From abstract: "The rise of the CIA and its Cold War analytical successes provided Europe with a model of how a federal polity might conduct foreign intelligence. The shortcomings and recent decline of the CIA are instructive, too, and have the additional effect of adding urgency to the need for the European Union to develop its own intelligence capability."
Jeffreys-Jones, Rhodri. "The Role of British Intelligence in the Mythologies Underpinning the OSS and Early CIA." Intelligence and National Security 15, no. 2 (Summer 2000): 5-19. And in American-British-Canadian Intelligence Relations 1939-2000, eds David Stafford and Rhodri Jeffreys-Jones, 5-19. London and Portland, OR: Frank Cass, 2000.
Abstract: "Two mythologies helped to underpin the OSS and early CIA. One was the Miracle Thesis [attributed by the author to Ray Cline], which held that US intelligence was inadequate in the interwar years, but miraculously recovered in World War II with British help. The moral of this tale was that you cannot always rely on miracles, so it is best to have an ever-ready peacetime intelligence capability. The second myth stemmed from the Conspiracy Thesis, according to which the British manipulated American intelligence in furtherance of their own imperial designs. Though contrary to the first myth, this one, too, played into the hands of CIA boosters, as it suggested that a full US intelligence capability was necessary to the defence of American sovereignty."
Jeffreys-Jones, Rhodri. "The Socio-Educational Composition of the CIA Elite: A Statistical Note." Journal of American Studies 19, no. 1 (1985).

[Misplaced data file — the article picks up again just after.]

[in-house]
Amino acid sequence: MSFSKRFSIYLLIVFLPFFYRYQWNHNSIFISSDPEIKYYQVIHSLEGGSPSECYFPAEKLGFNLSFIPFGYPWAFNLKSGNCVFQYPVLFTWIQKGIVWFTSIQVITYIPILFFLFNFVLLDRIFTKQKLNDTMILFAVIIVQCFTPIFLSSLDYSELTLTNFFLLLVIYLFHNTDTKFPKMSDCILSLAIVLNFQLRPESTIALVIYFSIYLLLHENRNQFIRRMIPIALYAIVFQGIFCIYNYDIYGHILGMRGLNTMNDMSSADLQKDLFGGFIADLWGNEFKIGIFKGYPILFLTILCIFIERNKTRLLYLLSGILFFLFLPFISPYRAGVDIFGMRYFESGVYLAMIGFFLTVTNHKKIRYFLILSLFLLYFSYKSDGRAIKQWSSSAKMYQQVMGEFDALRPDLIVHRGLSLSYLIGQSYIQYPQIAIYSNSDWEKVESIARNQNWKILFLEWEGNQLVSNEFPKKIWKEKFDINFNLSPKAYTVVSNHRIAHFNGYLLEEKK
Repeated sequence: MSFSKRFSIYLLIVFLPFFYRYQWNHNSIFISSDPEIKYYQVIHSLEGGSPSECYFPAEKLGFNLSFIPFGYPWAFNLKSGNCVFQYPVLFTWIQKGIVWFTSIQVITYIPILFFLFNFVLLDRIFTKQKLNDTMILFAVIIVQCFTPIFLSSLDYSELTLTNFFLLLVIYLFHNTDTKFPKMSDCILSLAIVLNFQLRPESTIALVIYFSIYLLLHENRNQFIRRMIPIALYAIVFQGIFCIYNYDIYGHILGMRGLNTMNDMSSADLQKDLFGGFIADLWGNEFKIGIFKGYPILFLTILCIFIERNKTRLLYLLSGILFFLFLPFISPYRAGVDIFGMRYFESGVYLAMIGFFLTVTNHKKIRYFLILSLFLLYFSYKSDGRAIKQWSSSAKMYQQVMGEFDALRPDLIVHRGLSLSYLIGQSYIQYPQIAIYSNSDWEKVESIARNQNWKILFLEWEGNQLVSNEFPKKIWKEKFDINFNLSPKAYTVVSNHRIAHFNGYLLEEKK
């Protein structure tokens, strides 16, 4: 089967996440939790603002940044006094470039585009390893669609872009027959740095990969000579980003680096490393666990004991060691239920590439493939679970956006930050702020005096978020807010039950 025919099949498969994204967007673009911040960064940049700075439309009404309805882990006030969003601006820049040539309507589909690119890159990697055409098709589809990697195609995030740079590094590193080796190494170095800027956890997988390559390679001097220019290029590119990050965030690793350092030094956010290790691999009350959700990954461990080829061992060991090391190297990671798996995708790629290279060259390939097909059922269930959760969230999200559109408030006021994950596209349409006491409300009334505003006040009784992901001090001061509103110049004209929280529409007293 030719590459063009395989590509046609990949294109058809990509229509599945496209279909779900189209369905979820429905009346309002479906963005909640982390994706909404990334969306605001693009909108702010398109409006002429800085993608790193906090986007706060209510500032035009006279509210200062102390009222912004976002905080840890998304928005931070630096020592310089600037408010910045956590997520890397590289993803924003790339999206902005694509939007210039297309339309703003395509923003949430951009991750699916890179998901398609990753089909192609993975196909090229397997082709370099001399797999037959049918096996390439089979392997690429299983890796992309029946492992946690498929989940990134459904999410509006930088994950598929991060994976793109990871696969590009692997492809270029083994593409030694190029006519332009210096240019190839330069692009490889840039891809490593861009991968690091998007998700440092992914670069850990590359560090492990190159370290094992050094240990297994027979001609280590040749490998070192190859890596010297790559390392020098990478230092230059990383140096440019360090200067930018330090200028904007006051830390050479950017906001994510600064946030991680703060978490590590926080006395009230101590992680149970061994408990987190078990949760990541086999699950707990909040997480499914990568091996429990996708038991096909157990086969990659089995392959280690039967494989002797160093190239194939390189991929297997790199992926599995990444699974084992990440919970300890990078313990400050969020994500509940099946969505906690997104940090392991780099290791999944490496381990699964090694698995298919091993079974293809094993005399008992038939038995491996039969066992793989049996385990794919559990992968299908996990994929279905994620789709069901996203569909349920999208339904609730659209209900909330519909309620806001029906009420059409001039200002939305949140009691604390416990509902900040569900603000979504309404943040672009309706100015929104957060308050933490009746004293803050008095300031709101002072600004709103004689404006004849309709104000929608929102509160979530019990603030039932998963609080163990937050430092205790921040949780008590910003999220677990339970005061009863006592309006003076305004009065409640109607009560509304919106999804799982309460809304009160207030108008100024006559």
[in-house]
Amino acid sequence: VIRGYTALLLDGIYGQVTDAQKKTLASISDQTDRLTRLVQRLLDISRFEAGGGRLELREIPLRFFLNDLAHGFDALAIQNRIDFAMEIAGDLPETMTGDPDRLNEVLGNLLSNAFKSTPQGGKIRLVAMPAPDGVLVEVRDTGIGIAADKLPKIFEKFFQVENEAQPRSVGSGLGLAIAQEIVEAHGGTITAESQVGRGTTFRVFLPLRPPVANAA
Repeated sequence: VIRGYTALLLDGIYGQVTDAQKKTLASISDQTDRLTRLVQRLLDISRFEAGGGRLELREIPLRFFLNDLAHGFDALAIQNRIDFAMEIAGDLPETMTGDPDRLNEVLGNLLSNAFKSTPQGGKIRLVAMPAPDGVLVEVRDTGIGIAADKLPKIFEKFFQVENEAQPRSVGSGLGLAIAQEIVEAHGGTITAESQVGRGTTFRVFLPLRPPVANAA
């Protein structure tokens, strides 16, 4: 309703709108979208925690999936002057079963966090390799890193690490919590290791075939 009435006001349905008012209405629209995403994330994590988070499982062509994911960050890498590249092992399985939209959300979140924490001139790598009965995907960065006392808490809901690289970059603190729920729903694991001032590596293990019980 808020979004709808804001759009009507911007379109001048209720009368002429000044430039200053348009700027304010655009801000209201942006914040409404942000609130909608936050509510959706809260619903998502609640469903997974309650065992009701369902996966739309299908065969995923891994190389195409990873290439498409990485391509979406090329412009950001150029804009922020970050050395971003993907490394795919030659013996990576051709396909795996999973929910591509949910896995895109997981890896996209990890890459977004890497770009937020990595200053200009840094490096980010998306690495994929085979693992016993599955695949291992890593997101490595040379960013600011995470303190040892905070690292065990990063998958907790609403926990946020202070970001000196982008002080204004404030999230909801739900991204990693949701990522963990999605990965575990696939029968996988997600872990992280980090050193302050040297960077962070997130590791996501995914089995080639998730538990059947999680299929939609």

Jeffreys-Jones, Rhodri. "US Intelligence and Cult of the Confidence Man" The Chronicle Review 22 Mar. 2002, B12.
Jeffreys-Jones, Rhodri. "United States Secret Service." In Government Agencies, ed. Donald R. Whitnah, 592-597. Westport, CT: Greenwood, 1983.
Jeffreys-Jones, Rhodri. "Why Was the CIA Established in 1947?" Intelligence and National Security 12, no. 1 (Jan. 1997): 21-40.
The author tackles the debate between those who see the CIA as a child of the Cold War and those who find the Agency's origins rooted in the Pearl Harbor debacle. His conclusion: Yes. The most interesting line of thought pursued here is that in seeking to single out the "major causes of the CIA's establishment, it is necessary to distinguish between the executive and Congress." Jeffreys-Jones argues that President Truman and those around him were focused on the Soviet threat. On the other hand, "Pearl Harbor was the burning issue" for the members of Congress.
Jeffreys-Jones, Rhodri. "W. Somerset Maugham: Anglo-American Agent in Revolutionary Russia." American Quarterly 28, no. 1 (1976): 90-196.
Jeffreys-Jones, Rhodri, and Christopher Andrew, eds.
A. "Special Issue on 'Eternal Vigilance? 50 Years of the CIA.'" Intelligence and National Security 12, no. 1 (Jan. 1997): entire issue.
Click for Table of Contents.
B. Eternal Vigilance? 50 Years of the CIA. London: Frank Cass, 1997.
First published as a special issue of I&NS (see above).
Jeffreys-Jones, Rhodri, and Andrew Lownie, eds. North American Spies: New Revisionist Essays -- Perspectives on Intelligence History. Lawrence, KS: University of Kansas Press [from Edinburgh University Press], 1992.
Boyle, I&NS 8.2, comments that this compilation provides "useful substance ... on a number of issues in intelligence history." Because they were written "mainly by former postgraduate students who have taken the MSc in American Espionage at Edinburgh University..., [t]he essays show some signs of the rawness and immaturity of postgraduate work." In addition, it is a "somewhat disparate collection of relatively unconnected pieces." Nonetheless, it is a "very good pioneering effort." For Naeseth, MI 19.3, this "is not the best intelligence history book..., but it does have something for everyone.... This book is worth checking out at the local library, but save your money for a title with less academic overtures."